Construction began on this temple in 751 and took twenty-three years to complete. This was a huge undertaking with some eighty buildings. It was the centre for Silla Buddhism that prayed for the protection from foreign invasion.
But in 1593 the entire temple was burnt down by Japanese invaders and the site was used as a base for volunteer militia. Although the main buildings such as Daeungjeon Hall were rebuilt in 1767, it wasn’t until the later 1900s that the complex was completely restored. Excavations helped map out the ancient site and discover Unified Silla’s treasures.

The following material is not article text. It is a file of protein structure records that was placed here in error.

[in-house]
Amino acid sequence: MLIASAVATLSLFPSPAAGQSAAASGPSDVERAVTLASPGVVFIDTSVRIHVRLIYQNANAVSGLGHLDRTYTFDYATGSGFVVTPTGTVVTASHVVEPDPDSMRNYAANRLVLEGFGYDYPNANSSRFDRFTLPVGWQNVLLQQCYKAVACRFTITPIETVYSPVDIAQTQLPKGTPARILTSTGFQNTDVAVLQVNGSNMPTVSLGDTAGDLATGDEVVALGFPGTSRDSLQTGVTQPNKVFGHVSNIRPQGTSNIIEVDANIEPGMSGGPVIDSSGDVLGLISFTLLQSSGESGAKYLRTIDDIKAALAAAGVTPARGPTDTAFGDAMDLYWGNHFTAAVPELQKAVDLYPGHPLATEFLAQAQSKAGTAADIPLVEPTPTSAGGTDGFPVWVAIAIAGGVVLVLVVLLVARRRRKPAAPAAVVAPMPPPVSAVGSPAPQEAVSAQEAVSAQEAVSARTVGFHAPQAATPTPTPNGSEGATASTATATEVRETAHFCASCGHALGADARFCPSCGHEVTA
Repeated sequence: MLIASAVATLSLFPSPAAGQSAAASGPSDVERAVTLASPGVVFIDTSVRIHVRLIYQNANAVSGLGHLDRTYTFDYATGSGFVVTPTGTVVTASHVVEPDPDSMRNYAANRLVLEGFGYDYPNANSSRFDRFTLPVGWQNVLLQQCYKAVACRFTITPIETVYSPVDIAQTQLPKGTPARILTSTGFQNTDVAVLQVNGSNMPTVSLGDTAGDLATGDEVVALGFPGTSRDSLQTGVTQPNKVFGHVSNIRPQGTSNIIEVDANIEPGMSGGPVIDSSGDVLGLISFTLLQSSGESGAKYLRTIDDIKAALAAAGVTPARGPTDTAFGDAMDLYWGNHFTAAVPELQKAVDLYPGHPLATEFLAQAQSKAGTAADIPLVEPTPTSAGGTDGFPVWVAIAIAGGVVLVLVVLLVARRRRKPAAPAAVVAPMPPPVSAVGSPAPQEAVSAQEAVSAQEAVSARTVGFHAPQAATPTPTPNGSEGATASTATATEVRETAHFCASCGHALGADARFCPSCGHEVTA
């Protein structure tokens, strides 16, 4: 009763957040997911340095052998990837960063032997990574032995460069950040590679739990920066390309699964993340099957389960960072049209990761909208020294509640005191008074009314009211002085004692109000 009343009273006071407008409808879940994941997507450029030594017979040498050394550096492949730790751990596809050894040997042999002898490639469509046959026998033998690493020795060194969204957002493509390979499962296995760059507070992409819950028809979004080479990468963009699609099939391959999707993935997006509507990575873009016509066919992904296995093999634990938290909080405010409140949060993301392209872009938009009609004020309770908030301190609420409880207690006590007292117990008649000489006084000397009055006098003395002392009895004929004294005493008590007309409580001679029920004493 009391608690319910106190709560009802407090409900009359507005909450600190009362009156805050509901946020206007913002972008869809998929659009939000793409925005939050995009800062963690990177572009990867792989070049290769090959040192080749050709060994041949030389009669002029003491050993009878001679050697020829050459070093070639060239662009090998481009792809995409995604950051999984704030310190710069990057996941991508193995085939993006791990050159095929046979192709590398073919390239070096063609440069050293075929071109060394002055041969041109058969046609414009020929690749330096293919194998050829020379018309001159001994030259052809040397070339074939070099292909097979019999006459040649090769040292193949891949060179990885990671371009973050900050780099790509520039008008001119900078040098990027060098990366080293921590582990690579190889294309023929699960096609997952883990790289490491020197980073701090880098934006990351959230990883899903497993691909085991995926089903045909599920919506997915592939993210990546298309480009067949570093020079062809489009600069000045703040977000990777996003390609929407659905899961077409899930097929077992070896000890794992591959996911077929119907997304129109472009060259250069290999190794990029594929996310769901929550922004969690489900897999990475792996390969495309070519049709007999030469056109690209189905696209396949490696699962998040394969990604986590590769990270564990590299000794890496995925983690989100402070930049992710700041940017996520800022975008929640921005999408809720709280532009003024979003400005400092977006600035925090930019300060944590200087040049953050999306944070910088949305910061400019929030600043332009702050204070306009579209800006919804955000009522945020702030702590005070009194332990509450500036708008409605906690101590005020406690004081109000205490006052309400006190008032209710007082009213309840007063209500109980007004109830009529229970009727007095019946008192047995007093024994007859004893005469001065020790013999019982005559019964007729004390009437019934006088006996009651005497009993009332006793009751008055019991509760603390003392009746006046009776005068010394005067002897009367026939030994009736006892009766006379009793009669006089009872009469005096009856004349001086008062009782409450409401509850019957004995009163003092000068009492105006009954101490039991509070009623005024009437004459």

To avoid some of the crowd, I walked behind Daeungjeon Hall to Bi-ro-jon (Vairocana Buddha Hall) that housed the golden bronze Vaiocana Buddha sitting statue and to Gwon-eum-jon at the back of the complex that housed the Bodhisattva.